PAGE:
The Renaissance in England gave rise to a large number of tendencies. It brought in its wake love and appreciation of the literature of ancient Greece and Rome, a keen love of beauty and art, and a new stress on human life and pursuits. Milton is obviously affected by all these ramifications of the spirit of the Renaissance. As early as in 1637 he wrote to his friend Deodati: “Whatever the deity may have bestowed upon me in other respects, he has certainly inspired me, if any ever were inspired, with a passion for the good and the beautiful. Nor did Ceres, according to the fable, ever seek her daughter Proserpine with such unceasing solicitude as I have sought this idea of the beautiful in all the forms and appearance of things, for many are the shapes of things divine. Day and night 1 am wont to continue my search.” Unlike some others, Milton does not stand for atheistic epicureanism or hard-hearted materialism which attracted many (for example, the University Wits). Nor was he a votary of paganism, even though he showed vast knowledge of pagan mythology which came into limelight with the Renaissance. Again, though he respected the dignity of human beings yet he stood for their acquiescence in the will of God. In short, the Renaissance spirit in Milton was influenced and modified by his ingrained Puritanism. The Renaissance elements show themselves in Milton in two wavs:
(i) They provide, as we have already-said, the classical framework for most of his major poetical works.
(ii) Secondly, they leave, humanize, Hellenize, refine, and somewhat secularize his Puritanism and mitigate its severity. Almost all of Milton’s poetic works are embodiments of the Renaissance and the Reformation elements.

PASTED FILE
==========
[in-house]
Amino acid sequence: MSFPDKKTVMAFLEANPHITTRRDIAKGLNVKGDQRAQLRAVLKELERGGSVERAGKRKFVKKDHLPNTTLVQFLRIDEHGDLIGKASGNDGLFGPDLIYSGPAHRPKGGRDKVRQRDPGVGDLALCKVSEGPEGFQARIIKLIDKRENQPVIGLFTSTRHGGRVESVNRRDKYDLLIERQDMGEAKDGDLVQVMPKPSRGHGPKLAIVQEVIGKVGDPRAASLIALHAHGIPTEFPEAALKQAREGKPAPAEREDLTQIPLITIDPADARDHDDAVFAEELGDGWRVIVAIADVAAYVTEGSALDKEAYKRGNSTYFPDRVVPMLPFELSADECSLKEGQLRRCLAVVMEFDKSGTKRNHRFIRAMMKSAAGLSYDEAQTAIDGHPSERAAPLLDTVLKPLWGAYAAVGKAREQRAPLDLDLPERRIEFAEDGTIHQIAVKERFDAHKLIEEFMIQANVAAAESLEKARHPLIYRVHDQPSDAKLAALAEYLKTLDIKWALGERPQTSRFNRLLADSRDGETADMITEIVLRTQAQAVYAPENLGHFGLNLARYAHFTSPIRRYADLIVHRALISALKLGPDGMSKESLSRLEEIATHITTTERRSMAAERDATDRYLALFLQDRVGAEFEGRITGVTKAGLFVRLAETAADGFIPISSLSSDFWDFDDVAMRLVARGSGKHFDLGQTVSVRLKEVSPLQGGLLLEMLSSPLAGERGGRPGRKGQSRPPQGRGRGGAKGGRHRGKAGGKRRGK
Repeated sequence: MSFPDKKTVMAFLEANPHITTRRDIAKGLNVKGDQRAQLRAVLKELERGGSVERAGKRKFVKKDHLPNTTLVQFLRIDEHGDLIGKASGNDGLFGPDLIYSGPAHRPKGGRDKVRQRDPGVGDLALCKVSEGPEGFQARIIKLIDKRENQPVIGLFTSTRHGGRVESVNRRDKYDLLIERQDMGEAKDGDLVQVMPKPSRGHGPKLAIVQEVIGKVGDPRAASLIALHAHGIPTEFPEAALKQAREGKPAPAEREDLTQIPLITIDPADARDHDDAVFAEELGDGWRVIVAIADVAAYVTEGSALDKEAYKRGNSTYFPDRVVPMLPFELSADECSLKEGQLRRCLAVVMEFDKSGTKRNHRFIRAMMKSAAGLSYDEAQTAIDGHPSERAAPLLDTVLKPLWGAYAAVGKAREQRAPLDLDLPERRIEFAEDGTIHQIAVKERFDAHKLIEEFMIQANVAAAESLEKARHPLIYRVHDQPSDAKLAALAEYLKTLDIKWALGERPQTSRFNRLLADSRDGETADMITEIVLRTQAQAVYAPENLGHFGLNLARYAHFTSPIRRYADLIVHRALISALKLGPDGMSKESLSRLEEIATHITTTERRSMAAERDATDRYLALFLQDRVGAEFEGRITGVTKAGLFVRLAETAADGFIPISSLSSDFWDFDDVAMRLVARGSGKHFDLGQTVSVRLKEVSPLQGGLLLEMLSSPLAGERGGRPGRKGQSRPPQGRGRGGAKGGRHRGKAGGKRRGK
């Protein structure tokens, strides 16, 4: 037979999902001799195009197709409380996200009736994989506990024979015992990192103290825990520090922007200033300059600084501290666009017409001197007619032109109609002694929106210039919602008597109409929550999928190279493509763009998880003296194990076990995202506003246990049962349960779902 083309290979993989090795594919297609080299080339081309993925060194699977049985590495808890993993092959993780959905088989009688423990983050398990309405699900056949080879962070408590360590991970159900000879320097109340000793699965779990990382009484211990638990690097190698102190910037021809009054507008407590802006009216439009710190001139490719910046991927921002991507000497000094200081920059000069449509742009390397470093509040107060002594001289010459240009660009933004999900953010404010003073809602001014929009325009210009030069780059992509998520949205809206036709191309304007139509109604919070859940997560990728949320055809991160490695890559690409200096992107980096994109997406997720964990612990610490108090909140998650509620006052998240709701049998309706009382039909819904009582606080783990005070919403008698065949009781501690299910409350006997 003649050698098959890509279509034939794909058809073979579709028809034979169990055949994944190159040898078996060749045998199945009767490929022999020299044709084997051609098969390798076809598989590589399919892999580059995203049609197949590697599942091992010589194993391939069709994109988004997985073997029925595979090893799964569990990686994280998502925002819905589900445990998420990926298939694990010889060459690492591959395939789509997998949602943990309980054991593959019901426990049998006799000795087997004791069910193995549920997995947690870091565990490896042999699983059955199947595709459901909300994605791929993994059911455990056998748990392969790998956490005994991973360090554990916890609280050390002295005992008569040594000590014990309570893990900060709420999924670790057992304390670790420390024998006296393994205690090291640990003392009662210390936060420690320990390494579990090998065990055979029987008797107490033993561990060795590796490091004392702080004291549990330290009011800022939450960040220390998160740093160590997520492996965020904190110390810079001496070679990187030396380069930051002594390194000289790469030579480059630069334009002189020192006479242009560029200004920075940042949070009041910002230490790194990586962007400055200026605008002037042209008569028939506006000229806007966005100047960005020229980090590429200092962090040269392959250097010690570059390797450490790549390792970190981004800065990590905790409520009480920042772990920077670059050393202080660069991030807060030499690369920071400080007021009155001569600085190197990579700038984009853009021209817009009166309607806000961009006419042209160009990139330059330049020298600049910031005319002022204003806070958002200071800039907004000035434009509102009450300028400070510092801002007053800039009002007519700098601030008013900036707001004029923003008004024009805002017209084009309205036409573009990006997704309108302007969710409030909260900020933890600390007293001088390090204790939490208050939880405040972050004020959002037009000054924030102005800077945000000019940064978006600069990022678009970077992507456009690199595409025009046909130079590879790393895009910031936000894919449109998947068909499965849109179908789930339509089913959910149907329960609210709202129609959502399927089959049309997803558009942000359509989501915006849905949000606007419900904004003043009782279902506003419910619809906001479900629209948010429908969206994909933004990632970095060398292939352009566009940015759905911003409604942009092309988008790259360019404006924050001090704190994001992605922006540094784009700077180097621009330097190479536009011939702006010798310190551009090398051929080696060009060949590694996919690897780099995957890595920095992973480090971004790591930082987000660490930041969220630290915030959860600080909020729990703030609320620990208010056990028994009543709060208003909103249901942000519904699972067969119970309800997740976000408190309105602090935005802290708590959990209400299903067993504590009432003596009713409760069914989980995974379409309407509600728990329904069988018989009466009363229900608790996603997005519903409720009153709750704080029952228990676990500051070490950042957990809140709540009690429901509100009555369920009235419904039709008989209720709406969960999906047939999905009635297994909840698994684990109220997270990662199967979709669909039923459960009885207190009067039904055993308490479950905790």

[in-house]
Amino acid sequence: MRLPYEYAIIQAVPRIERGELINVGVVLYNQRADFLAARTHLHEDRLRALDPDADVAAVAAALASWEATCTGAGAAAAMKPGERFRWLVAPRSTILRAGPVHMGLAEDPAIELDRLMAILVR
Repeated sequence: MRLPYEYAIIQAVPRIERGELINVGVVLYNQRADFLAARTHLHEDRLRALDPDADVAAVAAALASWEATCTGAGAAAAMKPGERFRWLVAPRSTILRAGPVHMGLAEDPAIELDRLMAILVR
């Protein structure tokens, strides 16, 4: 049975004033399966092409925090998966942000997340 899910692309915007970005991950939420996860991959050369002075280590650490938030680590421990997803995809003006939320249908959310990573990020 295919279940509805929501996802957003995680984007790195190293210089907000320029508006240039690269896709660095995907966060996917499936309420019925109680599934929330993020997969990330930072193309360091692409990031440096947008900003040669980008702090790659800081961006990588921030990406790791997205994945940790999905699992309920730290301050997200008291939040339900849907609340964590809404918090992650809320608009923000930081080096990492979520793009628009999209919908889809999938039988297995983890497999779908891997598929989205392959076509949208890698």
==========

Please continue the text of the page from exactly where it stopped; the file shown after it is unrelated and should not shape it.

Very roughly speaking, the spirit of the Reformation provides the content and spirit of Milton poetry, and the spirit of the Renaissance classicism its molded pattern. Milton did in the seventeenth century what the poets of the French Pleiades had done in the sixteenth. “No poet”, says Grierson in The First Half-of the Seventeenth Century, “realized so completely the Renaissance ideal of poetry cast in classical moulds-carried out so entirely and majestically the programme of the Pleiade. Milton, and Milton only, succeeded in producing living and beautiful poems in correct classical forms. And into these classical forms he poured the in tensest spirit of the Protestant movement.” In fact Milton’s Puritanism (a product of the Reformation) and his Hellenism (a product of the Renaissance) were more closely harmonized in his genius than the formulary division of theme and form would suggest. Just as Addison professed “to enliven morality with wit and to temper wit with morality”. Milton seems to have enlivened Puritanism with Hellenism and tempered his Hellenism with Puritanism. Milton was neither a godless pagan nor a Puritan formalist nor was he both simultaneously. He imbibed the true spirit of both tendencies and wrote under the unified impact of both.
Milton’s mind was shaped and moulded by the influence of the Renaissance and the Reformation. On the one hand, he drank deep of classical poetry and philosophy and inherited all the culture and humanism of the Renaissance, and on the other, he had a deeply religious temperament, and was a profound student of the Bible and the literature of the scripture. Thus at the back of Milton’s mind there were the best fruits of classical scholarship and Biblical learning. He was a lover of art and music, and possessed what may be called an all-round culture of the mind.
Besides, he was full of moral and religious earnestness, and possessed all the piety and devotion of a true Christian. He was however, free from the intensely narrow outlook of a fierce Puritan. He combined in himself the humanism of the Renaissance with the spiritual fervor of Puritanism. These two influences molded all his poetic work.